Registration is as important as the chip. Hence, you have to get the paperwork done and ensure that the chip is registered to you along with your current contact numbers. If you move or change your contact details, be sure to update that information as soon as possible. It’s useless if the information you submitted is not current.

Always remember that a chip is only one part of your pet’s identification system. Therefore, it is strongly recommended to place a tag or collar on your pet. Not everyone knows about microchips so either they will keep your pet or give it away. If your phone number is there, the person can reach out. They don’t need your pet’s name or your address. In fact, they just need to know how to contact you if they have your pet.

Don’t let your pet run loose. Bear in mind that a microchip cannot stop your furry companion from being involved in a traffic accident or being stolen by an individual who has malicious intentions.

 

 

How Much Microchipping Costs and Which Brand is the Best

If done by a veterinarian, expect the process to cost around $50. You can also check with local animal shelters or rescue groups as they may offer it for a lesser price. On the other hand, there is no “best” brand. WebMD suggested consulting your veterinarian and your local animal shelter to see what chip is commonly used in your area.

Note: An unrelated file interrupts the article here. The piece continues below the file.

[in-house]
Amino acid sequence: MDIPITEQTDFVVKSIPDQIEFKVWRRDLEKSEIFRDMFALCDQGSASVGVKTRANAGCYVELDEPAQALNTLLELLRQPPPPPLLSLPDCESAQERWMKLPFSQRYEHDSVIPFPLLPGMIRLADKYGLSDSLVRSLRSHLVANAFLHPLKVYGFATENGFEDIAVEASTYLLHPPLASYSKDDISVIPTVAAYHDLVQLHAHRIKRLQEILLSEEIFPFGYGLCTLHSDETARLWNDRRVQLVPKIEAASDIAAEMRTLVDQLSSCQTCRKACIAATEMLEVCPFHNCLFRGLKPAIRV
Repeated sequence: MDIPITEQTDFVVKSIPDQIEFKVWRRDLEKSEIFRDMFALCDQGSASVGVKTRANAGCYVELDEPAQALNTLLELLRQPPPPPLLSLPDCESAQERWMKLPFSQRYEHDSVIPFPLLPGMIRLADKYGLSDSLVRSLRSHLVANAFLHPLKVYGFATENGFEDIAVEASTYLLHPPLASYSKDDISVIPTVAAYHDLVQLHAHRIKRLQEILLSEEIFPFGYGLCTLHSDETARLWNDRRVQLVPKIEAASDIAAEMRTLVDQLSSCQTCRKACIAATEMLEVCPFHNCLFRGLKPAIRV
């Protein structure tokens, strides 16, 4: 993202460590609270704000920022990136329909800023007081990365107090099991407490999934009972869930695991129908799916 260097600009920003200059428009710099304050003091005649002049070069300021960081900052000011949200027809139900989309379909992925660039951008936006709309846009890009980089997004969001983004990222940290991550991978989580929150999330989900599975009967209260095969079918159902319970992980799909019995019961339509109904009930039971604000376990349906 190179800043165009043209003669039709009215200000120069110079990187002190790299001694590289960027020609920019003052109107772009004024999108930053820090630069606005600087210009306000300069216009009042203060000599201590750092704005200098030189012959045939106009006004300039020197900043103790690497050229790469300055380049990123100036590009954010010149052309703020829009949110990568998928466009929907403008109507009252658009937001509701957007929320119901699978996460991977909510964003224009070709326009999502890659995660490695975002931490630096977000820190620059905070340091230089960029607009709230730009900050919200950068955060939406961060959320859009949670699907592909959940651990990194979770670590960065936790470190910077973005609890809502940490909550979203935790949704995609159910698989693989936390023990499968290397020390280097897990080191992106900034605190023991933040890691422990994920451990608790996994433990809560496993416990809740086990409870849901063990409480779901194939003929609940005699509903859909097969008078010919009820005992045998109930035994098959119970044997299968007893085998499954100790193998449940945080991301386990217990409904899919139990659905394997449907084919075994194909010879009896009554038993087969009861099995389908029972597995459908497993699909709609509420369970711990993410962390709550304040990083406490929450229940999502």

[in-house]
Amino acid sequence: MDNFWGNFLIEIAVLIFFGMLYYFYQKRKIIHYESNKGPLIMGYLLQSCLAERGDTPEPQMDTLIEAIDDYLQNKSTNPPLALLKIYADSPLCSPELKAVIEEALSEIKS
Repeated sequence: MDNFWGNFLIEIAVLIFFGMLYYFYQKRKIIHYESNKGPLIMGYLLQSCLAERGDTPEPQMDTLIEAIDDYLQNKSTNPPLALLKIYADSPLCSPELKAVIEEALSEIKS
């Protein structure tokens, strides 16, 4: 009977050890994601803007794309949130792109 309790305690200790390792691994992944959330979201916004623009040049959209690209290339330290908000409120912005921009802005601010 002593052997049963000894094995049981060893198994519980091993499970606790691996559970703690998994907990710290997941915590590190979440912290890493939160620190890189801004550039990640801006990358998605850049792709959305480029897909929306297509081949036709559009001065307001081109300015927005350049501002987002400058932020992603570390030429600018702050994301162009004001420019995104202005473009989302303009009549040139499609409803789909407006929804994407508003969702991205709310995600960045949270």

Try to find out which chips can be read at your local shelter to ensure that the implanted chip can be scanned. However, some chips can be “more universally read than others.” Not all shelters have universal scanners. Murray suggest visiting your veterinarian at every checkup, allowing them to scan to chip to ensure that it can still be read. This is also to make sure that the chip is still near your pet’s shoulder blades.

What if A Chip Is Implanted Incorrectly?

Complications can occur, said Murray. Such mistakes happen but it is rare. When a chip is improperly placed, it can result in potentially life-threatening complications. For example, microchips have been improperly implanted into the spinal canal of small-breed puppies, causing acute-onset tetraparesis or weakness of all four limbs. The condition was resolved after the chip was surgically removed.

Losing a pet is indeed devastating. Therefore, pets should be microchipped to help distressed owners reunite with their furry friends. A tag or collar should also be placed to act as an alternative identification system. Be sure the microchip or tag’s contact details are updated to increase an owner’s likelihood of reuniting with their pet.